By Tom Szaroleta
Every band needs a good drummer. Some will even put two on the stage at the same time, to really crank up the rhythm.
For David Byrne, that’s just not good enough. A half-dozen drummers sounds about right.
Byrne, the former Talking Heads frontman touring behind an excellent new record, “American Utopia,” put on an “untethered” show Wednesday night at the Florida Theatre. That means Byrne and his band — all 11 of them, dressed identically in grey suits and barefoot — were literally not bound to the stage in any way. They were free to roam about, carrying a guitar or drum or keyboard with them. Not that they were randomly drifting around the stage — the show was carefully choreographed, with every move planned out. Byrne even threw in a few dance moves, hardly Britney-level stuff but certainly more than one might expect from a 66-year-old Rock and Roll Hall of Famer.
The show was more performance art than rock concert. It opened with Byrne sitting on a wooden chair, a human brain on the table in front of him. That was one of the few props used all night; Byrne told his stories through the lyrics and the motion on the stage. The stage was absolutely bare-bones, a blank canvas surrounded on three sides by a beaded curtain reaching to the ceiling. Musicians would fade in and out through the curtain and no one sat down on stage for the entire show (except for Byrne, for dramatic effect). During one song, the players stood behind the curtain with the instruments in front of it, creating an odd scene of disembodied guitars and keyboards. For another, the band was lit from down low, throwing massive shadows onto the bead curtain.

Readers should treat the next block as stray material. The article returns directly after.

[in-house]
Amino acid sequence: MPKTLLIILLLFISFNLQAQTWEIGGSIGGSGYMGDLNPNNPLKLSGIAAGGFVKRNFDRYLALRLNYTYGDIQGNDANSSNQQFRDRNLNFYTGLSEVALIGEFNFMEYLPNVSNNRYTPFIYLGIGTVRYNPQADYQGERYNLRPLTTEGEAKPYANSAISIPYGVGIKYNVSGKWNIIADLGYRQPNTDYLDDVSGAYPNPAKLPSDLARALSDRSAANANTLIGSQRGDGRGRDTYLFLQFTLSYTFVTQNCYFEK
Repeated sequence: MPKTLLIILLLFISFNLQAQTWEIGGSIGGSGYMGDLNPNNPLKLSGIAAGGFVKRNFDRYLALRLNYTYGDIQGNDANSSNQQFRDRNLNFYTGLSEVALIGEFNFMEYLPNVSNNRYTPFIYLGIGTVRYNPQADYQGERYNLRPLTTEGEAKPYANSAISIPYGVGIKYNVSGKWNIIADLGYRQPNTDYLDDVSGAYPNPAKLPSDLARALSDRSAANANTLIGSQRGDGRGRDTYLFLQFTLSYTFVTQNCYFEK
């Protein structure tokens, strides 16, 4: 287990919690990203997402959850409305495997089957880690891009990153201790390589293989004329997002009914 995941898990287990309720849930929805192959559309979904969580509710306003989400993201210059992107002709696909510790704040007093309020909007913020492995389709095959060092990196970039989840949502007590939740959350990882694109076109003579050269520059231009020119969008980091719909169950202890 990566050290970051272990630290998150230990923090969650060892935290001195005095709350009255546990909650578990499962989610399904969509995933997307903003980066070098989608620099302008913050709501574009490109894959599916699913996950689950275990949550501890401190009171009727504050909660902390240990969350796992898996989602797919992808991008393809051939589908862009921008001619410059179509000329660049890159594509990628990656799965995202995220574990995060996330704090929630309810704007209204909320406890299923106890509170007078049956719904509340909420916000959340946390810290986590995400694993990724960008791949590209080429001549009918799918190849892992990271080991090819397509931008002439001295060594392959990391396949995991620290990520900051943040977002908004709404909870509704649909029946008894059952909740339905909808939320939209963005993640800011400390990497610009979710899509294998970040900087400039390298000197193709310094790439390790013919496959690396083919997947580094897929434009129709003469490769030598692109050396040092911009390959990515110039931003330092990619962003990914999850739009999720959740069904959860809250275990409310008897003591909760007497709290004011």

That’s not to say the music wasn’t important. Byrne leaned heavily on “American Utopia,” but sprinkled a few other solo hits in with a fair dose of Talking Heads numbers. He played a little bit of guitar but left most of the music to the band and concentrated on the vocals (and those dance moves). “Slippery People” was an early highlight, “This Must Be the Place” and “Once in a Lifetime” livened things up in the middle and a positively funky “Blind” led into “Burning Down the House” late in the set.
The songs tended to be a little percussion-heavy (six drummers playing a bewildering variety of instruments will tend to do that) and it was a little hard to believe all that sound was coming from one keyboard, one guitar, one bass and all that percussion. But on “Born Under Punches,” Byrne took the time to prove it, building the complex song one instrument at a time.
Byrne could easily have gone on the road with a standard four-piece band, playing his hits. Kudos to him for trying something truly different.